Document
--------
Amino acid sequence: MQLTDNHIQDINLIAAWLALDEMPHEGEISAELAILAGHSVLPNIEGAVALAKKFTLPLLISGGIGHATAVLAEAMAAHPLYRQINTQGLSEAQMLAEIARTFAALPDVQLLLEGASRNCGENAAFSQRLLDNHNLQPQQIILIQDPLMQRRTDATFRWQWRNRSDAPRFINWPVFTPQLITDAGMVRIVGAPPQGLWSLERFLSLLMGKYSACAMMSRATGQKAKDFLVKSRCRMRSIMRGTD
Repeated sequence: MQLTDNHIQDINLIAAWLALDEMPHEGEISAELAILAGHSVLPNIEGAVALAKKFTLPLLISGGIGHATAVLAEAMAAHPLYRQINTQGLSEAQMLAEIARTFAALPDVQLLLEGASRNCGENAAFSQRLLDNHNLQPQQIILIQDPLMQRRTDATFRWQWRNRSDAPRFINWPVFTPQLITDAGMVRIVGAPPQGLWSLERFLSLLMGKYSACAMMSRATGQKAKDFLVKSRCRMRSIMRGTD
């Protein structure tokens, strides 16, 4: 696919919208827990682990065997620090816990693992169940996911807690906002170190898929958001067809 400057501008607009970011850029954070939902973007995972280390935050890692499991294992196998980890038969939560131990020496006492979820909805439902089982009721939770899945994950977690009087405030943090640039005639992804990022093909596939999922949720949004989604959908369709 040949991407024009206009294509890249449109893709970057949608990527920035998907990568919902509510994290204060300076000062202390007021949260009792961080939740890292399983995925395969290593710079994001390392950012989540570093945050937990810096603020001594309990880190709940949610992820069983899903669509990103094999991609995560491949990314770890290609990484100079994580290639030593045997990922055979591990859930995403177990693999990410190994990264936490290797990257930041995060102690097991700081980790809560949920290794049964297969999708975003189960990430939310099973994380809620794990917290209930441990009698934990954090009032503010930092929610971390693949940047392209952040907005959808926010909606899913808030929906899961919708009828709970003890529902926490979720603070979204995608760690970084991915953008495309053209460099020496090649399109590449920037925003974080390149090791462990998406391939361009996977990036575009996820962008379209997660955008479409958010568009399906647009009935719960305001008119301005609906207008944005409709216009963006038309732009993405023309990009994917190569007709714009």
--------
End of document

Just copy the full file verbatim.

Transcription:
Amino acid sequence: MQLTDNHIQDINLIAAWLALDEMPHEGEISAELAILAGHSVLPNIEGAVALAKKFTLPLLISGGIGHATAVLAEAMAAHPLYRQINTQGLSEAQMLAEIARTFAALPDVQLLLEGASRNCGENAAFSQRLLDNHNLQPQQIILIQDPLMQRRTDATFRWQWRNRSDAPRFINWPVFTPQLITDAGMVRIVGAPPQGLWSLERFLSLLMGKYSACAMMSRATGQKAKDFLVKSRCRMRSIMRGTD
Repeated sequence: MQLTDNHIQDINLIAAWLALDEMPHEGEISAELAILAGHSVLPNIEGAVALAKKFTLPLLISGGIGHATAVLAEAMAAHPLYRQINTQGLSEAQMLAEIARTFAALPDVQLLLEGASRNCGENAAFSQRLLDNHNLQPQQIILIQDPLMQRRTDATFRWQWRNRSDAPRFINWPVFTPQLITDAGMVRIVGAPPQGLWSLERFLSLLMGKYSACAMMSRATGQKAKDFLVKSRCRMRSIMRGTD
């Protein structure tokens, strides 16, 4: 696919919208827990682990065997620090816990693992169940996911807690906002170190898929958001067809 400057501008607009970011850029954070939902973007995972280390935050890692499991294992196998980890038969939560131990020496006492979820909805439902089982009721939770899945994950977690009087405030943090640039005639992804990022093909596939999922949720949004989604959908369709 040949991407024009206009294509890249449109893709970057949608990527920035998907990568919902509510994290204060300076000062202390007021949260009792961080939740890292399983995925395969290593710079994001390392950012989540570093945050937990810096603020001594309990880190709940949610992820069983899903669509990103094999991609995560491949990314770890290609990484100079994580290639030593045997990922055979591990859930995403177990693999990410190994990264936490290797990257930041995060102690097991700081980790809560949920290794049964297969999708975003189960990430939310099973994380809620794990917290209930441990009698934990954090009032503010930092929610971390693949940047392209952040907005959808926010909606899913808030929906899961919708009828709970003890529902926490979720603070979204995608760690970084991915953008495309053209460099020496090649399109590449920037925003974080390149090791462990998406391939361009996977990036575009996820962008379209997660955008479409958010568009399906647009009935719960305001008119301005609906207008944005409709216009963006038309732009993405023309990009994917190569007709714009």